“Seeing them touch type and work was an eye-opener for me,” Rege says jokingly. “I was there to simply donate some money but I was blown away by their expertise.”
This story started eight years back in 2012 when Rege met Siddhant Chote, the founder of a TekVision at Nivaant. Chote, who is blind, started TekVision as a company which makes technology accessible to the visually-impaired.
“Siddhant was one of the people typing on the closed screen computers. I could not even tell he was blind and foolishly gave him my visiting card,” Rege said.
For most users with no visual impairment, touch typing (using the keyboard without seeing and through muscle memory) is something that develops over time. However for the visually-impaired, this is the only way to use a digital device and according to Rege an “insanely difficult task to explain the layout of the Qwerty keyboard.”
This is where the idea of Swalekhan was born. “Lekhan” means writing while “Swa” means self.
A side note: The Sanskrit origins of the word are interesting given the myth in India that Sanskrit is the best language for programming — here’s the paper where one can see the uninterpreted version of the research into Sanksrit as a case study for a programming language for AI applications.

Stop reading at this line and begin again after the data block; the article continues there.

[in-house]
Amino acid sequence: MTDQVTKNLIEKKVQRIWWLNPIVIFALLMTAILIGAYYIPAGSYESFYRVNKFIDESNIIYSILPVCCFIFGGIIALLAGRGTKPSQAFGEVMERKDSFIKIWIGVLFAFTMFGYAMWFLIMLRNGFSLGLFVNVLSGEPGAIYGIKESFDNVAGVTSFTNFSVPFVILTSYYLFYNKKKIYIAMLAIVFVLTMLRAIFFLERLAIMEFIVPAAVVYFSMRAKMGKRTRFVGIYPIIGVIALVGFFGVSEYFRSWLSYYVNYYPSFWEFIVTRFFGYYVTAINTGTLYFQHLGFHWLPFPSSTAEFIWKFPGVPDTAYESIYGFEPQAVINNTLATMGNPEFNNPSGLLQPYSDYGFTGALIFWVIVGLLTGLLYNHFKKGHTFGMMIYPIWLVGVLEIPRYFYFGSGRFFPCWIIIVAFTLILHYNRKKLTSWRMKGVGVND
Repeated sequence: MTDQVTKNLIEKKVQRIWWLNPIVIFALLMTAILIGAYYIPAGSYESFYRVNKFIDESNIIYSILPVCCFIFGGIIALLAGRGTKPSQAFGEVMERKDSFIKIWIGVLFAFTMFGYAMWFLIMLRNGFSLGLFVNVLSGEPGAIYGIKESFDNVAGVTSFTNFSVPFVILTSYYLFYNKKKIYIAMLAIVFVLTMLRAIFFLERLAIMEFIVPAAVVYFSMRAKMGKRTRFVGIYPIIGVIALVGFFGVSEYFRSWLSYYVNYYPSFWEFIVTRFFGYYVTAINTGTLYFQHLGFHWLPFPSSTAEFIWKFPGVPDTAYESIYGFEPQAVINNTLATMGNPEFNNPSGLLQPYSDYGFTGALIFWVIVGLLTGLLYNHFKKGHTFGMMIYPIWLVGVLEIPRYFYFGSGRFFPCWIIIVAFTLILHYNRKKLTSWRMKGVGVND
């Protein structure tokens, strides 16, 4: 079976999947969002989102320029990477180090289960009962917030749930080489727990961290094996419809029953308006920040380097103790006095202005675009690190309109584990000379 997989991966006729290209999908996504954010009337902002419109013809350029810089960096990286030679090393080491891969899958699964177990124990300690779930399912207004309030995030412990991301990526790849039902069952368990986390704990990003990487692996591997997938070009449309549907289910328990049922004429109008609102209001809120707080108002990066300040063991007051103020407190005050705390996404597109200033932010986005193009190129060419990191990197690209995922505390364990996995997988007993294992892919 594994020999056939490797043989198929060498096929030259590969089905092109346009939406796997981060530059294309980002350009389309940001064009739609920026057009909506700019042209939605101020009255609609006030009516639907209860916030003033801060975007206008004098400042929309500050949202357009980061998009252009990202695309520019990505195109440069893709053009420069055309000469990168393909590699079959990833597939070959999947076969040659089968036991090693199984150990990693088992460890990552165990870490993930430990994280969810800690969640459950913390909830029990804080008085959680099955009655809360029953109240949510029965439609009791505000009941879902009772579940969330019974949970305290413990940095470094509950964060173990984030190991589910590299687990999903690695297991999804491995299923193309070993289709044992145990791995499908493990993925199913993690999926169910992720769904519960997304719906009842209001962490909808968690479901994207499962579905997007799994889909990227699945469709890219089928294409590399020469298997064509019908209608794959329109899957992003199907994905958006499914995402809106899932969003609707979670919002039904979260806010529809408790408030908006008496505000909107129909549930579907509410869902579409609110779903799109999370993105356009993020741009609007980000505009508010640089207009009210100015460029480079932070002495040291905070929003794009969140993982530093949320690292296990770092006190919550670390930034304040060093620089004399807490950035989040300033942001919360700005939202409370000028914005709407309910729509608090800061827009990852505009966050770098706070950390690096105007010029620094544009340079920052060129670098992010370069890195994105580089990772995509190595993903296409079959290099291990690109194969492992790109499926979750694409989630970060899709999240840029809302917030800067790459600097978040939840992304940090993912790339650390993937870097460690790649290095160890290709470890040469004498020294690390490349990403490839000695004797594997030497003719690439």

But coming back to Swalekhan, after talking to Chote and the founders of Nivaant foundation, Rege realised that the biggest hurdle that visually-impaired students face during education is that they are always dependent on somebody to write their exams and assignments for them. A dependence, that in an education system as overloaded as India’s, can sometimes have disastrous results.
“I have faced a lot of problems because of dependence on writers. When I was in standard 11, when during my exams, a writer backed out and refused to write the entire paper.” Monika Randive (25), a visually-impaired girl from Solapur, who has been associated with Nivaant as the head of their computer training department, said.